As the new year brings a fresh start and people try to pursue goals they’ve set for 2022, one we should all have is to prioritize skin health. Thanks to Atlanta-based skin expert and MUA Jazmin Meredith of SKIN Vegan Med Spa in Buckhead, women are getting help to make that happen and learning what’s good and what’s not so great for their skin type.
“[After] meeting so many different women who have so many skincare issues, I realized we are not addressing them because we’re more concerned about how we look every day to ourselves and others,” Meredith tells ESSENCE. “We are not really taking care of ourselves. We are masking the issue.” She adds, “[I] realized that its more important to get to the underlying issue of how you can take the time to take care of yourself and your skin and give yourself confidence as opposed to having to buy confidence and put it on.”
She started in the makeup industry more than 10 years ago, and opened her first skincare studio in 2013. It wasn’t until 2020 at the height of COVID that Meredith had a chance to do research and educate herself on ways to help people care for what they seek to hide with makeup. From there, she decided to provide more healthy skincare services for women of color, thus revamping Skin Vegan.
The spa now provides such services as a bevy of facial treatments (from detoxing to acne treatment) as well as chemical peels, microblading, hair removal with a machine specifically made for melanated skin and a vegan skin product line to help you have a regimen at home. She also seeks to make you beautiful from the inside out, creating a fresh juice bar with various health-conscious, refreshing drinks that benefit skin.
She also wants to continue to educate her clients on the importance of not only knowing how to take care of their skin but also, to know what products or machines are best for them, too. Everything isn’t for everybody. “The laser hair removal [services], which we just added, you would never know that lasers are not made for people of color. There’s a specific machine that’s made for all skin types,” she says. “It was a big investment but it’s not right that we as consumers are paying the same money [as our counterparts] but we’re not getting the same results. We’re not even being told that this isn’t going to work for you or you’re going to have to do this twice as long as everyone else. But with our services, I won’t see you for years!”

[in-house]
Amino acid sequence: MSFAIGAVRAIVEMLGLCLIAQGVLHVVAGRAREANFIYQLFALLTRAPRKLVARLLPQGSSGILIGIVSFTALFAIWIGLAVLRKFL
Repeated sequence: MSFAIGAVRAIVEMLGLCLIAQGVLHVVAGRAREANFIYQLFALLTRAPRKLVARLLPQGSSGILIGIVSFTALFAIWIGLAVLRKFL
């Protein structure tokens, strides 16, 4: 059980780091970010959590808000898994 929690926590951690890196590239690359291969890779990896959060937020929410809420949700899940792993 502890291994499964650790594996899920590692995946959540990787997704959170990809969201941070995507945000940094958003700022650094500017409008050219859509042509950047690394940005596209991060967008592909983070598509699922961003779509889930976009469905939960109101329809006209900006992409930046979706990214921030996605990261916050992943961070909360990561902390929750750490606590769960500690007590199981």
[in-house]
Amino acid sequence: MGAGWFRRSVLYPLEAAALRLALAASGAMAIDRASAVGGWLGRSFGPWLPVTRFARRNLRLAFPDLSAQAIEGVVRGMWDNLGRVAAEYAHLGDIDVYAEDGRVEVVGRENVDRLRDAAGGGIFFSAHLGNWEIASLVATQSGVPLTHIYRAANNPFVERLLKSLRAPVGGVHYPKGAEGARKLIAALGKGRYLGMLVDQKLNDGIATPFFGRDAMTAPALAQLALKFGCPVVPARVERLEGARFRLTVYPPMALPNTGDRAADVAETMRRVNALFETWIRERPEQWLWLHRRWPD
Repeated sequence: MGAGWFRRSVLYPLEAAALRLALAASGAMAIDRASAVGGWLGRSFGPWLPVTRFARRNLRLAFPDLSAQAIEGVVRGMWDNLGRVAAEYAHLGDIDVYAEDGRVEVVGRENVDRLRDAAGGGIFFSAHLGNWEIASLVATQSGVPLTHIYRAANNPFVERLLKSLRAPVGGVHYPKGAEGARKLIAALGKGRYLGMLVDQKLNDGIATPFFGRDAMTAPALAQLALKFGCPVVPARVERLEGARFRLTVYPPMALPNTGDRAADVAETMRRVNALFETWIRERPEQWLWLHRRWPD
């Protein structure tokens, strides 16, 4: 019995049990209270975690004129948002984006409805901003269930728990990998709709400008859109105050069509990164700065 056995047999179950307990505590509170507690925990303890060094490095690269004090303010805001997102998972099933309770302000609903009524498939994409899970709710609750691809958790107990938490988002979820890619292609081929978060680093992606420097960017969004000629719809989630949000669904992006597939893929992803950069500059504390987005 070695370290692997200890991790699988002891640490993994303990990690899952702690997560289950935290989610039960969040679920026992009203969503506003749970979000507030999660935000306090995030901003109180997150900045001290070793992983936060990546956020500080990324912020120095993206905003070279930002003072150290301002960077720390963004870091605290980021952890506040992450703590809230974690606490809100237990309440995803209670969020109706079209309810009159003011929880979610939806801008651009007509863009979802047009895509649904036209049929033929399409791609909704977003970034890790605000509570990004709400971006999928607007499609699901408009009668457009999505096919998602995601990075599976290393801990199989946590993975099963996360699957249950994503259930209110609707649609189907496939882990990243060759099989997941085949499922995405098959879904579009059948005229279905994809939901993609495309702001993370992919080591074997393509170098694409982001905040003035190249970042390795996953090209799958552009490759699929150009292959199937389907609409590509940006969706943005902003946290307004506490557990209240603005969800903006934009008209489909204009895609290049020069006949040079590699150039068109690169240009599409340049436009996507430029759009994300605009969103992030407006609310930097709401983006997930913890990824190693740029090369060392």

When Meredith isn’t whipping up a vegan product, creating a new juice or trying to figure out what she wants to add to her treatments list to make skin glow, she finds time to reach out to other minority-owned businesses to see how she can assist them in their entrepreneurial journey. She also aims to see what she can learn from them as well. “It’s important that when you’re working on yourself and building your company, that you patronize and build others,” she says, noting that two women-owned businesses will be selling their products at SKIN Vegan Med Spa. “You go further when you work with people. When you share information, you become better like that.” You can also grow, which Meredith seeks to do in the future. Not only does she wish to expand to have multiple locations, she also wants to offer classes, from the right way to apply makeup to courses on overall skin care.
“We’re trying to bring services for our community, the multi-racial community too, because it’s not[about] race, its about skin type,” she says. “A lot of these services help us. [SKIN Vegan Med Spa] is just offering services that are more tailored for our skin and that will give us the best results that we’re looking for. We’re here to teach you.”
To learn more and to book an appointment with Meredith or a team member on her diverse staff, visit the SKIN Vegan Med Spa.